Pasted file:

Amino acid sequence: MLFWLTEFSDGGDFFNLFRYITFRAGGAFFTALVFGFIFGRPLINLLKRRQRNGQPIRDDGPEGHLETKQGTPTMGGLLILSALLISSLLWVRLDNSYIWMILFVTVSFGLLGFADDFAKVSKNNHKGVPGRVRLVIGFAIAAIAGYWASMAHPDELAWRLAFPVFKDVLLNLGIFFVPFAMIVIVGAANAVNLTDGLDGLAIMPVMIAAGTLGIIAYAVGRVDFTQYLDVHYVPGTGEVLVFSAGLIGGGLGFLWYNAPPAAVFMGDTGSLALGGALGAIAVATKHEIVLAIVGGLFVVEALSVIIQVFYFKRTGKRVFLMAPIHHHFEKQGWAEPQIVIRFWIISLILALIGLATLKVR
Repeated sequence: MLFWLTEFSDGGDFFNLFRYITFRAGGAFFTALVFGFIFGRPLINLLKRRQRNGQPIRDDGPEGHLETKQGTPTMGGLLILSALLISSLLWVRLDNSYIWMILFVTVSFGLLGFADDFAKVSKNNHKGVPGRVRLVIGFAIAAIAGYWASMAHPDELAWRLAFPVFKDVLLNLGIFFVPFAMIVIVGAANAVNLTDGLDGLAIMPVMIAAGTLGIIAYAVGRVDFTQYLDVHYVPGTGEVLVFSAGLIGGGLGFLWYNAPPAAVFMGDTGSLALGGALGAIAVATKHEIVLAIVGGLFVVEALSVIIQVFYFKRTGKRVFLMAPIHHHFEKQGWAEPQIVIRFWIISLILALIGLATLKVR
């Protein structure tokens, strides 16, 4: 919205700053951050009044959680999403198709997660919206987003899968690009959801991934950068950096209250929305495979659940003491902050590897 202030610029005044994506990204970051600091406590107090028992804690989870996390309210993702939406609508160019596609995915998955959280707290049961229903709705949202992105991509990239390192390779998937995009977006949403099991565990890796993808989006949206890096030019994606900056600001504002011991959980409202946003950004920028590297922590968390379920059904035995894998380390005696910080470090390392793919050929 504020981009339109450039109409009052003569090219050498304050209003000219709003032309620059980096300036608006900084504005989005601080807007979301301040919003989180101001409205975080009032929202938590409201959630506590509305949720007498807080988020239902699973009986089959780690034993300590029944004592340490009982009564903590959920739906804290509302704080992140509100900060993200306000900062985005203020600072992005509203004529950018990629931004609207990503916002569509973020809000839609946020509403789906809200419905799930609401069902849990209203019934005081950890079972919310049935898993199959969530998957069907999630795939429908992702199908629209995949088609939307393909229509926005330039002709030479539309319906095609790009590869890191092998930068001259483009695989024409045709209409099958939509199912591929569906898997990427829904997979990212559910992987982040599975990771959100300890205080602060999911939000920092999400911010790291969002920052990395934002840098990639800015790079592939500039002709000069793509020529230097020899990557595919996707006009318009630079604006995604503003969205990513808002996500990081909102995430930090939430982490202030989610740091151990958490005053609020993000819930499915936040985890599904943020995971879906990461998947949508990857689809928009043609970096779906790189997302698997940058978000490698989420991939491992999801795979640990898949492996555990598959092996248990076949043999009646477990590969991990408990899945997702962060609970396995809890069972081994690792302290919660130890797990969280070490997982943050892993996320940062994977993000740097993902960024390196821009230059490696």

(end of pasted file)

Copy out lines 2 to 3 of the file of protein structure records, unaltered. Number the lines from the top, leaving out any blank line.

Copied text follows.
Repeated sequence: MLFWLTEFSDGGDFFNLFRYITFRAGGAFFTALVFGFIFGRPLINLLKRRQRNGQPIRDDGPEGHLETKQGTPTMGGLLILSALLISSLLWVRLDNSYIWMILFVTVSFGLLGFADDFAKVSKNNHKGVPGRVRLVIGFAIAAIAGYWASMAHPDELAWRLAFPVFKDVLLNLGIFFVPFAMIVIVGAANAVNLTDGLDGLAIMPVMIAAGTLGIIAYAVGRVDFTQYLDVHYVPGTGEVLVFSAGLIGGGLGFLWYNAPPAAVFMGDTGSLALGGALGAIAVATKHEIVLAIVGGLFVVEALSVIIQVFYFKRTGKRVFLMAPIHHHFEKQGWAEPQIVIRFWIISLILALIGLATLKVR
């Protein structure tokens, strides 16, 4: 919205700053951050009044959680999403198709997660919206987003899968690009959801991934950068950096209250929305495979659940003491902050590897 202030610029005044994506990204970051600091406590107090028992804690989870996390309210993702939406609508160019596609995915998955959280707290049961229903709705949202992105991509990239390192390779998937995009977006949403099991565990890796993808989006949206890096030019994606900056600001504002011991959980409202946003950004920028590297922590968390379920059904035995894998380390005696910080470090390392793919050929 504020981009339109450039109409009052003569090219050498304050209003000219709003032309620059980096300036608006900084504005989005601080807007979301301040919003989180101001409205975080009032929202938590409201959630506590509305949720007498807080988020239902699973009986089959780690034993300590029944004592340490009982009564903590959920739906804290509302704080992140509100900060993200306000900062985005203020600072992005509203004529950018990629931004609207990503916002569509973020809000839609946020509403789906809200419905799930609401069902849990209203019934005081950890079972919310049935898993199959969530998957069907999630795939429908992702199908629209995949088609939307393909229509926005330039002709030479539309319906095609790009590869890191092998930068001259483009695989024409045709209409099958939509199912591929569906898997990427829904997979990212559910992987982040599975990771959100300890205080602060999911939000920092999400911010790291969002920052990395934002840098990639800015790079592939500039002709000069793509020529230097020899990557595919996707006009318009630079604006995604503003969205990513808002996500990081909102995430930090939430982490202030989610740091151990958490005053609020993000819930499915936040985890599904943020995971879906990461998947949508990857689809928009043609970096779906790189997302698997940058978000490698989420991939491992999801795979640990898949492996555990598959092996248990076949043999009646477990590969991990408990899945997702962060609970396995809890069972081994690792302290919660130890797990969280070490997982943050892993996320940062994977993000740097993902960024390196821009230059490696």